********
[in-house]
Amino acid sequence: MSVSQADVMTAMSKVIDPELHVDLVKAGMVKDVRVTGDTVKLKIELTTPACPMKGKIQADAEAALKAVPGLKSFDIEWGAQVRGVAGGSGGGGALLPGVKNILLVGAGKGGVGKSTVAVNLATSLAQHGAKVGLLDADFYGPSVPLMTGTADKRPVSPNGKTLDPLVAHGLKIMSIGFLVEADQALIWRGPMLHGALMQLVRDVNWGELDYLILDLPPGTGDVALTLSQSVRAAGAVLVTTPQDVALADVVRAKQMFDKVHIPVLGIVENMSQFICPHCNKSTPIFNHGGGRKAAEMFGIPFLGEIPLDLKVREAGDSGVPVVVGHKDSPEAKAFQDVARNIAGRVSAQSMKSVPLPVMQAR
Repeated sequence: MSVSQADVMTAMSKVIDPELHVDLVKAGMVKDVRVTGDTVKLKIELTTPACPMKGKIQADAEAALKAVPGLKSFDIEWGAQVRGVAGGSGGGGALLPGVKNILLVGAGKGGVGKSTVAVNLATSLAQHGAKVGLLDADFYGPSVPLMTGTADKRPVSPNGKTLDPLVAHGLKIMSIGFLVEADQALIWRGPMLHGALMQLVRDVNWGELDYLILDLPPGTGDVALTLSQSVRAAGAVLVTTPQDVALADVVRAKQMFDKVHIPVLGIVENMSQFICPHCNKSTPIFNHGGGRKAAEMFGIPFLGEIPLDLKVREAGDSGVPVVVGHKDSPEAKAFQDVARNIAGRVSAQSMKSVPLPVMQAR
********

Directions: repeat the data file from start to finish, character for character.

[in-house]
Amino acid sequence: MSVSQADVMTAMSKVIDPELHVDLVKAGMVKDVRVTGDTVKLKIELTTPACPMKGKIQADAEAALKAVPGLKSFDIEWGAQVRGVAGGSGGGGALLPGVKNILLVGAGKGGVGKSTVAVNLATSLAQHGAKVGLLDADFYGPSVPLMTGTADKRPVSPNGKTLDPLVAHGLKIMSIGFLVEADQALIWRGPMLHGALMQLVRDVNWGELDYLILDLPPGTGDVALTLSQSVRAAGAVLVTTPQDVALADVVRAKQMFDKVHIPVLGIVENMSQFICPHCNKSTPIFNHGGGRKAAEMFGIPFLGEIPLDLKVREAGDSGVPVVVGHKDSPEAKAFQDVARNIAGRVSAQSMKSVPLPVMQAR
Repeated sequence: MSVSQADVMTAMSKVIDPELHVDLVKAGMVKDVRVTGDTVKLKIELTTPACPMKGKIQADAEAALKAVPGLKSFDIEWGAQVRGVAGGSGGGGALLPGVKNILLVGAGKGGVGKSTVAVNLATSLAQHGAKVGLLDADFYGPSVPLMTGTADKRPVSPNGKTLDPLVAHGLKIMSIGFLVEADQALIWRGPMLHGALMQLVRDVNWGELDYLILDLPPGTGDVALTLSQSVRAAGAVLVTTPQDVALADVVRAKQMFDKVHIPVLGIVENMSQFICPHCNKSTPIFNHGGGRKAAEMFGIPFLGEIPLDLKVREAGDSGVPVVVGHKDSPEAKAFQDVARNIAGRVSAQSMKSVPLPVMQAR